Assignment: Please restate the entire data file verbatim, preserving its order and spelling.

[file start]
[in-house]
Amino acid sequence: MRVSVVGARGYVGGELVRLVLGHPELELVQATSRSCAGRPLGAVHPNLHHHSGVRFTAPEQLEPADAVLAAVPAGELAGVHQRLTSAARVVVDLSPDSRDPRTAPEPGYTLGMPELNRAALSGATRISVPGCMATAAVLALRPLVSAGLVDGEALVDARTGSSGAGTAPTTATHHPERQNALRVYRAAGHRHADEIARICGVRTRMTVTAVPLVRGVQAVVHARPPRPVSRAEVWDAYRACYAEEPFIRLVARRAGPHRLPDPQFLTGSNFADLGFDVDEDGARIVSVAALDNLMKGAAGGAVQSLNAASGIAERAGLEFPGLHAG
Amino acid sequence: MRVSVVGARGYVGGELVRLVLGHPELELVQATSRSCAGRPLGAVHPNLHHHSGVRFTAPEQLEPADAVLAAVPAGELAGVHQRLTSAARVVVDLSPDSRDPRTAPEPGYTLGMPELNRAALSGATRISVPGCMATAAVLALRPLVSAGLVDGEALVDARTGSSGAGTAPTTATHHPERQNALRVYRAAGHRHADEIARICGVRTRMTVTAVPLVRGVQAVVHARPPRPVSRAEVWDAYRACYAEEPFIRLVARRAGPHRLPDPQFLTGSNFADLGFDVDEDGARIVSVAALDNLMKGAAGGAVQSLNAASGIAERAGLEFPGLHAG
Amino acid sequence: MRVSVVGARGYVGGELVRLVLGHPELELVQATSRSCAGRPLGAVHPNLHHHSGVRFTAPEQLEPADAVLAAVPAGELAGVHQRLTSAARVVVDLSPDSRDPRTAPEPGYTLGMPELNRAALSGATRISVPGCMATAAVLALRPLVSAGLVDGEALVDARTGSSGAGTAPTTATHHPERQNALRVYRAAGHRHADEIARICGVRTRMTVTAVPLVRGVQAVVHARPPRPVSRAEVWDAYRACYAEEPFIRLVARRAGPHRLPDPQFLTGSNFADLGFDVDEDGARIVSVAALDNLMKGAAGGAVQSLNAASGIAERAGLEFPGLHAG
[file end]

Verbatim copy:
[in-house]
Amino acid sequence: MRVSVVGARGYVGGELVRLVLGHPELELVQATSRSCAGRPLGAVHPNLHHHSGVRFTAPEQLEPADAVLAAVPAGELAGVHQRLTSAARVVVDLSPDSRDPRTAPEPGYTLGMPELNRAALSGATRISVPGCMATAAVLALRPLVSAGLVDGEALVDARTGSSGAGTAPTTATHHPERQNALRVYRAAGHRHADEIARICGVRTRMTVTAVPLVRGVQAVVHARPPRPVSRAEVWDAYRACYAEEPFIRLVARRAGPHRLPDPQFLTGSNFADLGFDVDEDGARIVSVAALDNLMKGAAGGAVQSLNAASGIAERAGLEFPGLHAG
Amino acid sequence: MRVSVVGARGYVGGELVRLVLGHPELELVQATSRSCAGRPLGAVHPNLHHHSGVRFTAPEQLEPADAVLAAVPAGELAGVHQRLTSAARVVVDLSPDSRDPRTAPEPGYTLGMPELNRAALSGATRISVPGCMATAAVLALRPLVSAGLVDGEALVDARTGSSGAGTAPTTATHHPERQNALRVYRAAGHRHADEIARICGVRTRMTVTAVPLVRGVQAVVHARPPRPVSRAEVWDAYRACYAEEPFIRLVARRAGPHRLPDPQFLTGSNFADLGFDVDEDGARIVSVAALDNLMKGAAGGAVQSLNAASGIAERAGLEFPGLHAG
Amino acid sequence: MRVSVVGARGYVGGELVRLVLGHPELELVQATSRSCAGRPLGAVHPNLHHHSGVRFTAPEQLEPADAVLAAVPAGELAGVHQRLTSAARVVVDLSPDSRDPRTAPEPGYTLGMPELNRAALSGATRISVPGCMATAAVLALRPLVSAGLVDGEALVDARTGSSGAGTAPTTATHHPERQNALRVYRAAGHRHADEIARICGVRTRMTVTAVPLVRGVQAVVHARPPRPVSRAEVWDAYRACYAEEPFIRLVARRAGPHRLPDPQFLTGSNFADLGFDVDEDGARIVSVAALDNLMKGAAGGAVQSLNAASGIAERAGLEFPGLHAG